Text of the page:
Author Affiliation: La Familia Medical Center, Santa Fe, New Mexico.
The conclusions by Solomon et al1 about the adverse effects of opioids in elderly patients are based on faulty methodology. They sought to determine adverse effects of opioid prescriptions and “considered subjects as being opioid-exposed from the day after the first dispensing. . . . ”1(p1980) However, if I understand their method correctly, they only tracked outpatient prescriptions. So, if a patient was hospitalized with surgery or an injury, prescribed opioids in the hospital, and continued on opioid therapy on discharge, the day of discharge prescription would be counted as the first opioid exposure in their database and the confounding effect of the prior surgery or injury would be missed.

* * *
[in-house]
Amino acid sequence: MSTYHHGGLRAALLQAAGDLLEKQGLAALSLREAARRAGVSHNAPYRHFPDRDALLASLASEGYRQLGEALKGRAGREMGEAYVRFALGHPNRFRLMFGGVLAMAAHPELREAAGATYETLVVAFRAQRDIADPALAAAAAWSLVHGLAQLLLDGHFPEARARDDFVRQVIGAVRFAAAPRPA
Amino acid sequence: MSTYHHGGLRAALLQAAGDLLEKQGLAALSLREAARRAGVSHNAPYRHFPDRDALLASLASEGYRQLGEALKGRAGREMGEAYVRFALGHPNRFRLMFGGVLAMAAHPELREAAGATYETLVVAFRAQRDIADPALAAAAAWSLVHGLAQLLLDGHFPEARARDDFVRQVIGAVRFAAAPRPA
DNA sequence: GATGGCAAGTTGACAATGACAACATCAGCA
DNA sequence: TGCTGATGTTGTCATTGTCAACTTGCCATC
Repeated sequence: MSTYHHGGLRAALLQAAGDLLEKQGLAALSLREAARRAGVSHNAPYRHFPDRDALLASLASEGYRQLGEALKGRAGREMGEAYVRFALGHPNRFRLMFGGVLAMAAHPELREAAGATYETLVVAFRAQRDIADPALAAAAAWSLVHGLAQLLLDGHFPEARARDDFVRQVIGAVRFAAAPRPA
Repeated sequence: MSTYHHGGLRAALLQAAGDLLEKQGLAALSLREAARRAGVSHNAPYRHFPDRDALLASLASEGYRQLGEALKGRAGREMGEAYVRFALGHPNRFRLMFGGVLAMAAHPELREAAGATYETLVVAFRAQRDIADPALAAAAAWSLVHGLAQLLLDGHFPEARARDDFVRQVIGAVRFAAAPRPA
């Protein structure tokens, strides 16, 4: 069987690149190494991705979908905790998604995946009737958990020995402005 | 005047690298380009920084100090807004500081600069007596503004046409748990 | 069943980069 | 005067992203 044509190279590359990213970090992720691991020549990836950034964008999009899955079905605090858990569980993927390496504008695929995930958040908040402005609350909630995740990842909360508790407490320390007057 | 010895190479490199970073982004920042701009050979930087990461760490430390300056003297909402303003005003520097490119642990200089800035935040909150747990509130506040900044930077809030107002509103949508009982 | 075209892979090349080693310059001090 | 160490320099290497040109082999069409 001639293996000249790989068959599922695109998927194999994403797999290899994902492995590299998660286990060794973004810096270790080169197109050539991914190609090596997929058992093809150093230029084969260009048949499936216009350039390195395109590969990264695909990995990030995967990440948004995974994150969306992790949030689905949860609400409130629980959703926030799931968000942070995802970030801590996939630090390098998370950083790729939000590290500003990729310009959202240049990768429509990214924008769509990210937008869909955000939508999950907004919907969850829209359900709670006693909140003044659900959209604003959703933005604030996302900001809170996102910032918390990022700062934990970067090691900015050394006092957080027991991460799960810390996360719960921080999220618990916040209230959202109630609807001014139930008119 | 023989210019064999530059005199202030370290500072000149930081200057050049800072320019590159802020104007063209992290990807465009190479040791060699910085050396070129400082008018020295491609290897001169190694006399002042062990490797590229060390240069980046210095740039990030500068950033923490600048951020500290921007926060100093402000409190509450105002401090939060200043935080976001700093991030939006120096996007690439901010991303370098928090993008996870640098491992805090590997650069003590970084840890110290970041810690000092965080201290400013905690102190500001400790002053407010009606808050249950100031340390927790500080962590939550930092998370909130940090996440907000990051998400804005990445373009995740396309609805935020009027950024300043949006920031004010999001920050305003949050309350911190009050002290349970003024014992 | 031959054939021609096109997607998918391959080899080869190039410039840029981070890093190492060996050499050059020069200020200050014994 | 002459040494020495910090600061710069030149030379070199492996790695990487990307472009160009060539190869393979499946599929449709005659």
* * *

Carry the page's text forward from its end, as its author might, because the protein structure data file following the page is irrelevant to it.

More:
Devitt N. The Comparative Safety of Opioids for Nonmalignant Pain in Older Adults. Arch Intern Med. 2011;171(15):1401–1404. doi:10.1001/archinternmed.2011.343
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